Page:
The process of developing target outcomes requires careful input from the patient and her or his parents and teachers, along with other school personnel where available and appropriate. Numerous studies have found that positive results occur when the major stakeholders in a student's education collaborate to address a child's ADHD. Effective collaboration and communication between home and school provide structure across the two major settings in the child's life. Common rewards, reinforcement strategies and language help to promote consistency across settings.
Parents and teachers can share information with one another if they work together to plan behavioral and academic strategies for the student. Parents can offer information about the child--including his or her medical history, hobbies and interests, effective reinforcers and behavior in other settings--that may inform the decisions made by the teacher. The teacher can keep parents informed about their child's progress, performance and behavior in school. If the child is taking medication, the teacher can offer feedback to parents regarding how the medication affects the student's performance and the duration of the medicine's effectiveness. This information also can be used to help medical professionals make more informed decisions about the child.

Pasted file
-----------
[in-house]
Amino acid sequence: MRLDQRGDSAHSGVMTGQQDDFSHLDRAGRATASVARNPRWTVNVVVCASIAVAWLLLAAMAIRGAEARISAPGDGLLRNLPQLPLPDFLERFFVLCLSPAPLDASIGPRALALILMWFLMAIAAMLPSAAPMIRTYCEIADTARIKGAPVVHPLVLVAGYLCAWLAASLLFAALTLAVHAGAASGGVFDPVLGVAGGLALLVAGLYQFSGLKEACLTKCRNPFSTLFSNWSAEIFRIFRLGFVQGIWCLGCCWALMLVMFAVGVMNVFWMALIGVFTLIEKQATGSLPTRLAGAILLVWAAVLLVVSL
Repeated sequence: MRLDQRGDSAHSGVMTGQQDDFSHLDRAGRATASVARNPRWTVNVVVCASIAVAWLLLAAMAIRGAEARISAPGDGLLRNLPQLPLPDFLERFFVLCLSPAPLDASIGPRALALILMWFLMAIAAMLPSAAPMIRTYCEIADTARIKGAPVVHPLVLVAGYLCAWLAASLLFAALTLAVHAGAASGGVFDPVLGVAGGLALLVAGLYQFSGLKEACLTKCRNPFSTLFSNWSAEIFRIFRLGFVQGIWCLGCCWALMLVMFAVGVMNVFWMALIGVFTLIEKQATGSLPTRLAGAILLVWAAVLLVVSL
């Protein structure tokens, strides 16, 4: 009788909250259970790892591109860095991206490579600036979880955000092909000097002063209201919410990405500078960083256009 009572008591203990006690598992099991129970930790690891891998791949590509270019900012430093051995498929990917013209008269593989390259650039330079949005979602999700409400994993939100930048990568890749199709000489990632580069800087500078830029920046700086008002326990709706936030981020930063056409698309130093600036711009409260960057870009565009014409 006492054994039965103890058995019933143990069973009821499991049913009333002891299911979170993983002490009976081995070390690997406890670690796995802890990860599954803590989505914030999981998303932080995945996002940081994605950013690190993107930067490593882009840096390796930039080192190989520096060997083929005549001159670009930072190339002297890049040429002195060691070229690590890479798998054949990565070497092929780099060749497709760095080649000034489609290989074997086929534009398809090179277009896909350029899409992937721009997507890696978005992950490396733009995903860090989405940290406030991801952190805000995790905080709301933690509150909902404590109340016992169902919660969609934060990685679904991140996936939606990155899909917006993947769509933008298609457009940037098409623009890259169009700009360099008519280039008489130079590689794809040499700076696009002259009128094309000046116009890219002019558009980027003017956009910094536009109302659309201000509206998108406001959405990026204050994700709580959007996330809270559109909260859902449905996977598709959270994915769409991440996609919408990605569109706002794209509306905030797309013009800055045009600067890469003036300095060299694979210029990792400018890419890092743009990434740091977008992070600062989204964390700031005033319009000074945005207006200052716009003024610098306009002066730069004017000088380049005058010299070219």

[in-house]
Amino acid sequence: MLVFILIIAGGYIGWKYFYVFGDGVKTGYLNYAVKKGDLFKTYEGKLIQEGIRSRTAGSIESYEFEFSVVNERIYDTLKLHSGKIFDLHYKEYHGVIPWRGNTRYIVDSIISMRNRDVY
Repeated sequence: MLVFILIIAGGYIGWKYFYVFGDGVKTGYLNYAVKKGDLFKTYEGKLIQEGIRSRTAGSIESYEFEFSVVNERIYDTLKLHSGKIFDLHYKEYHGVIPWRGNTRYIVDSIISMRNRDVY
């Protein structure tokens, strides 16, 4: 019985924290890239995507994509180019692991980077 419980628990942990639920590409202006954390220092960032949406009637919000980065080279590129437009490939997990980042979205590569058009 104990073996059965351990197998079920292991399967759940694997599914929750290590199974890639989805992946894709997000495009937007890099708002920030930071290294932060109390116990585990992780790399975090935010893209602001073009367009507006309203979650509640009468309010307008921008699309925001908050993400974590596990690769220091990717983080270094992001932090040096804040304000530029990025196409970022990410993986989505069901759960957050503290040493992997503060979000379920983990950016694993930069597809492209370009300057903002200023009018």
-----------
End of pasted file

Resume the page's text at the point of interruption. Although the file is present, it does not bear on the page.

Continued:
Students also can take some of the responsibility for their educational and behavioral adaptations. One study found that students as young as 5 can communicate ways to make their school experience more pleasurable and learning easier. Student input also helps to promote a sense of ownership and responsibility for the new strategies and adaptations set forth in the therapy plan.
Caring for a child with ADHD can be challenging, but parents, teachers and other caregivers must remember that these children can learn successfully. It is critical that these adults remember that some of the child's disruptive behavior is a manifestation of the disorder, thus the challenge is to find ways to help the child change the inappropriate behavior. Focusing on the child's need for structure and routine in her or his daily schedule and reinforcing the importance of learning self-control and self-regulation are two keys to the child's success.
More information about effective strategies can be found in "Teaching Children With Attention Deficit Hyperactivity Disorder: Instructional Strategies and Practices," published by the U.S. Department of Education.